Prime2000

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How many research publications does the average derm applicant have?

What amount of research would actually impress program directors?
 

sore eye asses

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like my ol' pappy used to say, "it's not the size of the dong, but how you wield it that counts." Never you mind that his fully erect junk didn't measure 1/3 the size of a flaccid groundsquirrel that just got out a swimmin' pool.

what i be tryin to say is, quality over quantity.

1 NEJM = 1 nature = 1 science = 3 JAAD = 10 case reports

this is proven arithimetic. i don't want to show you the proof because:

1. It's proprietary
2. It would blow your mind
3. Russell Crowe threated to beat me to death with a telephone if i told anyone
 

DadMD

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Sore Eye Asses - I would like to contest your formula with my own:

Science = Nature >>> NEJM = 3 JID = 5 JAAD >>>>>> 10 case reports

Are you ever going to tell us where you train? If no, will you at least give us a subtle hint, like wear a pink bedazzled flower pin on your labcoat any time your program is interviewing candidates so that we can identify you if we are lucky enough to interview there?
 

N-Surge

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Cell > NEJM > Science > Nature >>>>>>>>>>>>>> 3 JID = 5 JAAD >>>>>> 10 case reports

See here. A "best of", over an entire decade!
 
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cancerman51

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most programs want research, but wouldn't know good research if it fell on their lap and bit their crotch. So, there is a tendency to just count up publications and use that in some numerical tally. So, if I had to go through the current match, i would try to get as many bull****, worthless case reports as possible because most programs would be more impressed by the shear volume of that printed diarrhea than they would be something sustantive
 

cancerman51

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and in case you were asking, I had an EXCELLENT morning in clinic, so these comments represent my thoughts when i'm HAPPY.
 

dermathalon

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I agree with cancerman51. My experience on the interview trail totally agrees with cancerman51. Few programs were able to evaluate research well and simply count. A fourth authorship on a Nature or Science paper is NOT the same as a first author pub in JCB, JID, JCI, etc...

My perspective has not changed now that I am on the other side...people simply count publications because it's the easiest way to "quantify" research. Cancerman51's advice is a solid understanding of the current physics of application reviews.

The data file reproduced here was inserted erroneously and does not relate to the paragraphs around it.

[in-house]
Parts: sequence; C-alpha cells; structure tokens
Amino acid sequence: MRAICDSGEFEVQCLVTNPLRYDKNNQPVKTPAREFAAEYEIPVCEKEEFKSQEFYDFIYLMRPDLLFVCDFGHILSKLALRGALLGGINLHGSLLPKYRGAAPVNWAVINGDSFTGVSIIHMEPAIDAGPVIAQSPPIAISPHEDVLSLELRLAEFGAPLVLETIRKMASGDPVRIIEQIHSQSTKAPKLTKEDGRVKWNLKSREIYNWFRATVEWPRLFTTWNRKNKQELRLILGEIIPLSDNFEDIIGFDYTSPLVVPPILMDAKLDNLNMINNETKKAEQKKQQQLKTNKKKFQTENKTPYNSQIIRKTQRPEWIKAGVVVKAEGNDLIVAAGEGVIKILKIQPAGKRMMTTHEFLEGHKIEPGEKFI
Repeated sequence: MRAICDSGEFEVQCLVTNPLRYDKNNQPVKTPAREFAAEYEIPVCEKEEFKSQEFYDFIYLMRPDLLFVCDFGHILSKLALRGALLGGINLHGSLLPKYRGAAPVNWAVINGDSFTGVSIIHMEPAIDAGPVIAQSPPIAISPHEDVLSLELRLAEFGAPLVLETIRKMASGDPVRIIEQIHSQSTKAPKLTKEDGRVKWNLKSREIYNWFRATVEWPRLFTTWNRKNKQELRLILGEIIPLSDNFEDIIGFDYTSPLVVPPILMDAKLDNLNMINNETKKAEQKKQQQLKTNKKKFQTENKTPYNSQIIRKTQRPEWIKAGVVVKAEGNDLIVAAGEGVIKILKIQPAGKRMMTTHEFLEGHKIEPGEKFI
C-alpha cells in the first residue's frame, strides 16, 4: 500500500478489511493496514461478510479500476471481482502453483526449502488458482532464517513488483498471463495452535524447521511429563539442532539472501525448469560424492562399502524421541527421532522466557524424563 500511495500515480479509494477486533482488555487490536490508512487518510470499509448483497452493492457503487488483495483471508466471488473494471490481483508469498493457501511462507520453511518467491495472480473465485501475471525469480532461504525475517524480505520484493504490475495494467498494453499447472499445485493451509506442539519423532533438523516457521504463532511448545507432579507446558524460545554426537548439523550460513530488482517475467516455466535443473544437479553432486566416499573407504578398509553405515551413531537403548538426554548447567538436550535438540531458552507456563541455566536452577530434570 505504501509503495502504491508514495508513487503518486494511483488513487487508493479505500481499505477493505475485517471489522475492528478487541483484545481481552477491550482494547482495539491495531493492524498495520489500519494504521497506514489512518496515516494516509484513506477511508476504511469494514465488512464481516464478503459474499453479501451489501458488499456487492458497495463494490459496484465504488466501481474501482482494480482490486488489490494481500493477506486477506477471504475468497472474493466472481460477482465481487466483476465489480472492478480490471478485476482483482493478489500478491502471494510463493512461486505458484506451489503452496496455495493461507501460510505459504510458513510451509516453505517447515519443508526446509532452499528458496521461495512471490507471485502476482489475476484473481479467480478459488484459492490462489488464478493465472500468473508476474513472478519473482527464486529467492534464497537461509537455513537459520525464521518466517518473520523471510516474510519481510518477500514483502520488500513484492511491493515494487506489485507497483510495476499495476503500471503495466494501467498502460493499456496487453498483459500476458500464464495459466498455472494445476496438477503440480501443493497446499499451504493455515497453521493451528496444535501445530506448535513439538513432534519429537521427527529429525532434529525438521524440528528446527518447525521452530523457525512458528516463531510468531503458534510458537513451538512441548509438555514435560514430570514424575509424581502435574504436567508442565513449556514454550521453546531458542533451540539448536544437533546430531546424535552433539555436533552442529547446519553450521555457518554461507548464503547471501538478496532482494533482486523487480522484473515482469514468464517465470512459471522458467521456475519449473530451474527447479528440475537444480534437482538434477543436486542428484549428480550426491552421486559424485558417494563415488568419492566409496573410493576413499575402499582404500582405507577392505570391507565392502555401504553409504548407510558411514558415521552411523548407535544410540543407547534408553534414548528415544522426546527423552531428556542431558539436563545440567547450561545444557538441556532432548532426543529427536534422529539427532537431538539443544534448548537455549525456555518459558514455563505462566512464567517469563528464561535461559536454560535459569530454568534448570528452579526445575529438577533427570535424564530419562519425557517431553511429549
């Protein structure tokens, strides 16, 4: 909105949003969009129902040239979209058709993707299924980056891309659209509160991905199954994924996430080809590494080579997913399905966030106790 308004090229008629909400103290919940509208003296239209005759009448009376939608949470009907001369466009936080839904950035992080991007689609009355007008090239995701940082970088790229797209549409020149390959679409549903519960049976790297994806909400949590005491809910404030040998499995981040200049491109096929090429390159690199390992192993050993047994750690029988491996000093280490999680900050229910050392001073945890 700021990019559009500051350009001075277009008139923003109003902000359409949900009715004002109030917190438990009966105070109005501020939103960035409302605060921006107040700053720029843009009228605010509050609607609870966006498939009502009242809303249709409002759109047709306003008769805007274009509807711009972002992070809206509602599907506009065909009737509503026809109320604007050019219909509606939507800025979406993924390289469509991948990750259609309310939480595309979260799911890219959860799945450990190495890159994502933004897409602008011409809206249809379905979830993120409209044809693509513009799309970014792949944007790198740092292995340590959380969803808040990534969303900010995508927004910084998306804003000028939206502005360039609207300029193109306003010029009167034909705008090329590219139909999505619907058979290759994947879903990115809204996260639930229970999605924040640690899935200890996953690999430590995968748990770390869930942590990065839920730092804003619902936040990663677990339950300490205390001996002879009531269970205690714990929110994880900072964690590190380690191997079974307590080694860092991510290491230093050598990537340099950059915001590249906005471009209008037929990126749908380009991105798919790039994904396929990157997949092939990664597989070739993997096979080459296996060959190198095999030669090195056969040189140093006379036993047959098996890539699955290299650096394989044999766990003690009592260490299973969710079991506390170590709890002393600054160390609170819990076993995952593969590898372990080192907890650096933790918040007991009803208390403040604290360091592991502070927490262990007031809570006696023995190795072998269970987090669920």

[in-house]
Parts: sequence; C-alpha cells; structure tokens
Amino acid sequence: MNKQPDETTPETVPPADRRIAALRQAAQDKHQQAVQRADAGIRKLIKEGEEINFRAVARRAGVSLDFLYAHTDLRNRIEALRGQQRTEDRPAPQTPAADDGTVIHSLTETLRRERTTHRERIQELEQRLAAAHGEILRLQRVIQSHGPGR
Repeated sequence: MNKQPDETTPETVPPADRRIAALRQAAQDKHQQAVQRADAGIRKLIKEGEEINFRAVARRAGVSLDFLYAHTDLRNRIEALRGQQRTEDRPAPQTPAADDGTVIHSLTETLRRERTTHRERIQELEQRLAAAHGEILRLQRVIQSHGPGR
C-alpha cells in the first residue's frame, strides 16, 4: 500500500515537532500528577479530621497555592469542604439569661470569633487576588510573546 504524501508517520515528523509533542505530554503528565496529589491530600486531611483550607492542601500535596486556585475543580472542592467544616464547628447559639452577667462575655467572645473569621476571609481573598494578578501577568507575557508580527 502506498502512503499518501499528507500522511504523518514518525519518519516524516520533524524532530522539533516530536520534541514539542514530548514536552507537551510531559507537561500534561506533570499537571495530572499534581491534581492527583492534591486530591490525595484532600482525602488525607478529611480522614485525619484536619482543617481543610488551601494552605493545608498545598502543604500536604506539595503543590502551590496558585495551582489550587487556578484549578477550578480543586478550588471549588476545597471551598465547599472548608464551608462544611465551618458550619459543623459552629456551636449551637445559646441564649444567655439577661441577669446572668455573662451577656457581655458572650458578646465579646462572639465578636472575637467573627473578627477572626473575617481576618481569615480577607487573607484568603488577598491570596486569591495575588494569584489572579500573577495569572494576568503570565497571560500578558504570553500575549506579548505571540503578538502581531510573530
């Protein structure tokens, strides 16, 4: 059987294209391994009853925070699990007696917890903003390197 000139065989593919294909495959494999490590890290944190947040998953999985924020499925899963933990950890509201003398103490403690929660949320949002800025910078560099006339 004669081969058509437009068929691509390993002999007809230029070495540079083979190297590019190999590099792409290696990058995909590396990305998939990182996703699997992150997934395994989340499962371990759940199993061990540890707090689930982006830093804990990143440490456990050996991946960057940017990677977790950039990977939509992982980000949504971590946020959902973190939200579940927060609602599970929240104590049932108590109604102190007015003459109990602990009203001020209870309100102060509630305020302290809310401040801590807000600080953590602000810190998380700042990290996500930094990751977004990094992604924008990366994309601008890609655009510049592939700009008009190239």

reno911

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most programs want research, but wouldn't know good research if it fell on their lap and bit their crotch. So, there is a tendency to just count up publications and use that in some numerical tally. So, if I had to go through the current match, i would try to get as many bull****, worthless case reports as possible because most programs would be more impressed by the shear volume of that printed diarrhea than they would be something sustantive
This is pretty much the way it goes. This is also the exact advice I was given by one of my faculty members when I was a med student and I think it helped me a lot.

However, I also know first hand from reviewing residency applications, that it's not often that someone will just have a publication in Nature and nothing else. Normally, but certainly not always, the publication in Nature, Cell, etc., is just the most impressive entry on a list of several publications.

But if you're looking at it from the standpoint of being a med student and wanting to pursue a strategy that will allow you to match in derm, then you should go for quantity rather than quality. This is mainly for two reasons.

1. The people reviewing your applications are not always going to be able to identify good research (i.e., what cancerman said)

2. As a (non PhD) student, you often can't control how good your research is or what journal it gets into. On the other hand, writing and publishing 10 case reports in peer-reviewed journals is much more achievable.
 

starbuckscoffee

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How many research publications does the average derm applicant have?

What amount of research would actually impress program directors?
If you didn't take a year off to devote to research, I'd say most programs are impressed with 5-6 first author publications.

Even though others said to go for case reports, I'd actually try to get at least case series or reviews done because this gives you much more to talk about. If you can do a "real study" like a case-control or RCT, all the better.

They also do look what journal you're published in and you do get more credit for publications in the main derm journals like JAAD, Arch Derm, JID, etc. I've yet to see an application who didn't take time off for research but had a JAMA, NEJM, Science, Nature, etc 1st author publication.

Another thing to think about is that your research advisor will likely write you an LOR and will talk about how much work you put into your research. If it's a case report, there's not much to say.